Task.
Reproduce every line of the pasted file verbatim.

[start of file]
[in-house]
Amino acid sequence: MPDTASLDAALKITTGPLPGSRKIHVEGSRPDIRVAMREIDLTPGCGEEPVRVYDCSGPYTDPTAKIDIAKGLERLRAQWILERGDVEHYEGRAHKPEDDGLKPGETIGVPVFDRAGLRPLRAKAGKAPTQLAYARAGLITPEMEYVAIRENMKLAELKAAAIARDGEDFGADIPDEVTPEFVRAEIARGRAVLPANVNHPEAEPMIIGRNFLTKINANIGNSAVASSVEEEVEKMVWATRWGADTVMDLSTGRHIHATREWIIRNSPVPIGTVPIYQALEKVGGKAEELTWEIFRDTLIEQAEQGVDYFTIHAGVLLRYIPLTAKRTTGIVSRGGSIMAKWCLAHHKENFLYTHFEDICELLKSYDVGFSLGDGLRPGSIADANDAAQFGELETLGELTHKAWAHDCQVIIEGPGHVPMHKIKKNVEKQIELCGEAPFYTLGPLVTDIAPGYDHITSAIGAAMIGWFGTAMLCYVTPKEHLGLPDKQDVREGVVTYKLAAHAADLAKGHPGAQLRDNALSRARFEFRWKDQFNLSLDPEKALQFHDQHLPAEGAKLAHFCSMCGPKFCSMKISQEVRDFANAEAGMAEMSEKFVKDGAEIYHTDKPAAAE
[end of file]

[in-house]
Amino acid sequence: MPDTASLDAALKITTGPLPGSRKIHVEGSRPDIRVAMREIDLTPGCGEEPVRVYDCSGPYTDPTAKIDIAKGLERLRAQWILERGDVEHYEGRAHKPEDDGLKPGETIGVPVFDRAGLRPLRAKAGKAPTQLAYARAGLITPEMEYVAIRENMKLAELKAAAIARDGEDFGADIPDEVTPEFVRAEIARGRAVLPANVNHPEAEPMIIGRNFLTKINANIGNSAVASSVEEEVEKMVWATRWGADTVMDLSTGRHIHATREWIIRNSPVPIGTVPIYQALEKVGGKAEELTWEIFRDTLIEQAEQGVDYFTIHAGVLLRYIPLTAKRTTGIVSRGGSIMAKWCLAHHKENFLYTHFEDICELLKSYDVGFSLGDGLRPGSIADANDAAQFGELETLGELTHKAWAHDCQVIIEGPGHVPMHKIKKNVEKQIELCGEAPFYTLGPLVTDIAPGYDHITSAIGAAMIGWFGTAMLCYVTPKEHLGLPDKQDVREGVVTYKLAAHAADLAKGHPGAQLRDNALSRARFEFRWKDQFNLSLDPEKALQFHDQHLPAEGAKLAHFCSMCGPKFCSMKISQEVRDFANAEAGMAEMSEKFVKDGAEIYHTDKPAAAE